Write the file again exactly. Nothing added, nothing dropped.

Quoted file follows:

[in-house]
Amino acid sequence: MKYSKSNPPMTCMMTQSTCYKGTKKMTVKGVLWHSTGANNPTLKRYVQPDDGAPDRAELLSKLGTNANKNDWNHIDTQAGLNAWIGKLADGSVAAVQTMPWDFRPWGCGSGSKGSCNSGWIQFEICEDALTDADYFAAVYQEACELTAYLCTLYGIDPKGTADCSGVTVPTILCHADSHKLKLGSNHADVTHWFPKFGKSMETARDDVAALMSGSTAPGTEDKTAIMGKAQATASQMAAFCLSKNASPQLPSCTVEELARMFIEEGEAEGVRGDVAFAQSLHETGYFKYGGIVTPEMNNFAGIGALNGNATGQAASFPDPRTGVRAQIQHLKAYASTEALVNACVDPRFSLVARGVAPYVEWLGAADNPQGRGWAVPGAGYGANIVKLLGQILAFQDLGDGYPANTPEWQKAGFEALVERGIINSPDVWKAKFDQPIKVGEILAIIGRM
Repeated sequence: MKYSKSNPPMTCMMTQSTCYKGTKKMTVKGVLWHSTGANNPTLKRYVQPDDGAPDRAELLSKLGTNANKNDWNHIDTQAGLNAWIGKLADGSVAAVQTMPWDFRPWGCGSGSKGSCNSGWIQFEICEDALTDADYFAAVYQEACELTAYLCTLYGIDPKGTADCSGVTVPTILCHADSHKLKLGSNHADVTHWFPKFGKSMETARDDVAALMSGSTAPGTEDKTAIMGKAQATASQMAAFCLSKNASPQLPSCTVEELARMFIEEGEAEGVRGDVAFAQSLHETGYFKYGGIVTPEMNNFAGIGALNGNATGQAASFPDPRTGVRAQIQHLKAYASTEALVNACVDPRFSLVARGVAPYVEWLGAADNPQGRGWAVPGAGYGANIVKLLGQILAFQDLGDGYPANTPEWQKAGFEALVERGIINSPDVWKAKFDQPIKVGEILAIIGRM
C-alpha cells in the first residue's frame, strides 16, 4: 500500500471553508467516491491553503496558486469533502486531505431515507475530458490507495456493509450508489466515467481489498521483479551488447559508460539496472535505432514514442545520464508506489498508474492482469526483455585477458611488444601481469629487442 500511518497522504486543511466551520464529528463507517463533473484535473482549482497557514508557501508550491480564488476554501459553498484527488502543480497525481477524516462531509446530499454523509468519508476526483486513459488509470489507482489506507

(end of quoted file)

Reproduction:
[in-house]
Amino acid sequence: MKYSKSNPPMTCMMTQSTCYKGTKKMTVKGVLWHSTGANNPTLKRYVQPDDGAPDRAELLSKLGTNANKNDWNHIDTQAGLNAWIGKLADGSVAAVQTMPWDFRPWGCGSGSKGSCNSGWIQFEICEDALTDADYFAAVYQEACELTAYLCTLYGIDPKGTADCSGVTVPTILCHADSHKLKLGSNHADVTHWFPKFGKSMETARDDVAALMSGSTAPGTEDKTAIMGKAQATASQMAAFCLSKNASPQLPSCTVEELARMFIEEGEAEGVRGDVAFAQSLHETGYFKYGGIVTPEMNNFAGIGALNGNATGQAASFPDPRTGVRAQIQHLKAYASTEALVNACVDPRFSLVARGVAPYVEWLGAADNPQGRGWAVPGAGYGANIVKLLGQILAFQDLGDGYPANTPEWQKAGFEALVERGIINSPDVWKAKFDQPIKVGEILAIIGRM
Repeated sequence: MKYSKSNPPMTCMMTQSTCYKGTKKMTVKGVLWHSTGANNPTLKRYVQPDDGAPDRAELLSKLGTNANKNDWNHIDTQAGLNAWIGKLADGSVAAVQTMPWDFRPWGCGSGSKGSCNSGWIQFEICEDALTDADYFAAVYQEACELTAYLCTLYGIDPKGTADCSGVTVPTILCHADSHKLKLGSNHADVTHWFPKFGKSMETARDDVAALMSGSTAPGTEDKTAIMGKAQATASQMAAFCLSKNASPQLPSCTVEELARMFIEEGEAEGVRGDVAFAQSLHETGYFKYGGIVTPEMNNFAGIGALNGNATGQAASFPDPRTGVRAQIQHLKAYASTEALVNACVDPRFSLVARGVAPYVEWLGAADNPQGRGWAVPGAGYGANIVKLLGQILAFQDLGDGYPANTPEWQKAGFEALVERGIINSPDVWKAKFDQPIKVGEILAIIGRM
C-alpha cells in the first residue's frame, strides 16, 4: 500500500471553508467516491491553503496558486469533502486531505431515507475530458490507495456493509450508489466515467481489498521483479551488447559508460539496472535505432514514442545520464508506489498508474492482469526483455585477458611488444601481469629487442 500511518497522504486543511466551520464529528463507517463533473484535473482549482497557514508557501508550491480564488476554501459553498484527488502543480497525481477524516462531509446530499454523509468519508476526483486513459488509470489507482489506507